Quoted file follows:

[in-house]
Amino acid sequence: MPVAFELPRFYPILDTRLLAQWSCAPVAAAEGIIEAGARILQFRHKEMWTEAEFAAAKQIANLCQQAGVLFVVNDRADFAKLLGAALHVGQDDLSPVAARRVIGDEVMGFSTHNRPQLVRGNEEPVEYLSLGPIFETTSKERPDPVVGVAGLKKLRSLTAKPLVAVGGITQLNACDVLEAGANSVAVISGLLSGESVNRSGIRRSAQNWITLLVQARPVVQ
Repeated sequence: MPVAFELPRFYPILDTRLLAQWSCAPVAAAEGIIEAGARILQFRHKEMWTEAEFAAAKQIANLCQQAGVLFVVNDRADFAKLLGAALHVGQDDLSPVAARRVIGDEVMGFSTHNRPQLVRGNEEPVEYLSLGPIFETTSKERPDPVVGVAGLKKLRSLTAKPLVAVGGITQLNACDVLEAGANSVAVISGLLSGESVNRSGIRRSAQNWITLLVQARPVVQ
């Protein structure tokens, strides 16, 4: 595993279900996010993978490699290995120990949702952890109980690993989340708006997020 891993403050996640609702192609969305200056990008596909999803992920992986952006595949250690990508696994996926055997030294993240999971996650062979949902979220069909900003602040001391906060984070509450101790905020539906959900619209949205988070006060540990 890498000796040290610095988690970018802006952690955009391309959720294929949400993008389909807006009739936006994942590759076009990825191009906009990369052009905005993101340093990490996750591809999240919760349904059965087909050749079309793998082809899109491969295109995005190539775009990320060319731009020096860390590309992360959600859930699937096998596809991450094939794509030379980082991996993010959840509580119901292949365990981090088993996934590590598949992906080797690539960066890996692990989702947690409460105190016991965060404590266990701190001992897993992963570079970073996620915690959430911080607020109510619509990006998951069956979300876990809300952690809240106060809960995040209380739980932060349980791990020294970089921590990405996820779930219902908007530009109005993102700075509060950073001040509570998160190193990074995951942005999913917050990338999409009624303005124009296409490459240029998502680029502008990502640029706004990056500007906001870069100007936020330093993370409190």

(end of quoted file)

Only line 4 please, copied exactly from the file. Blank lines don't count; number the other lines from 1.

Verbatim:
């Protein structure tokens, strides 16, 4: 595993279900996010993978490699290995120990949702952890109980690993989340708006997020 891993403050996640609702192609969305200056990008596909999803992920992986952006595949250690990508696994996926055997030294993240999971996650062979949902979220069909900003602040001391906060984070509450101790905020539906959900619209949205988070006060540990 890498000796040290610095988690970018802006952690955009391309959720294929949400993008389909807006009739936006994942590759076009990825191009906009990369052009905005993101340093990490996750591809999240919760349904059965087909050749079309793998082809899109491969295109995005190539775009990320060319731009020096860390590309992360959600859930699937096998596809991450094939794509030379980082991996993010959840509580119901292949365990981090088993996934590590598949992906080797690539960066890996692990989702947690409460105190016991965060404590266990701190001992897993992963570079970073996620915690959430911080607020109510619509990006998951069956979300876990809300952690809240106060809960995040209380739980932060349980791990020294970089921590990405996820779930219902908007530009109005993102700075509060950073001040509570998160190193990074995951942005999913917050990338999409009624303005124009296409490459240029998502680029502008990502640029706004990056500007906001870069100007936020330093993370409190």